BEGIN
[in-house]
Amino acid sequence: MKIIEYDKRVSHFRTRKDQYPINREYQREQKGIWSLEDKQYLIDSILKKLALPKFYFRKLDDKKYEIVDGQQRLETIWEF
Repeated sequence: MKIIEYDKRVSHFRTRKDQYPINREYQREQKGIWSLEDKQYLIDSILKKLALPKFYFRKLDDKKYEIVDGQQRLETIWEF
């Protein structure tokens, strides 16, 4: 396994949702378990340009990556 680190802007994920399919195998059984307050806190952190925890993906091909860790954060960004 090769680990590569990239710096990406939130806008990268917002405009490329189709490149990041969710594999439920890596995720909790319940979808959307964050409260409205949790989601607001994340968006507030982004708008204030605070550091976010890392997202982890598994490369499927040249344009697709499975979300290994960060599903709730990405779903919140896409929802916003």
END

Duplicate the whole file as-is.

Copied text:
[in-house]
Amino acid sequence: MKIIEYDKRVSHFRTRKDQYPINREYQREQKGIWSLEDKQYLIDSILKKLALPKFYFRKLDDKKYEIVDGQQRLETIWEF
Repeated sequence: MKIIEYDKRVSHFRTRKDQYPINREYQREQKGIWSLEDKQYLIDSILKKLALPKFYFRKLDDKKYEIVDGQQRLETIWEF
């Protein structure tokens, strides 16, 4: 396994949702378990340009990556 680190802007994920399919195998059984307050806190952190925890993906091909860790954060960004 090769680990590569990239710096990406939130806008990268917002405009490329189709490149990041969710594999439920890596995720909790319940979808959307964050409260409205949790989601607001994340968006507030982004708008204030605070550091976010890392997202982890598994490369499927040249344009697709499975979300290994960060599903709730990405779903919140896409929802916003």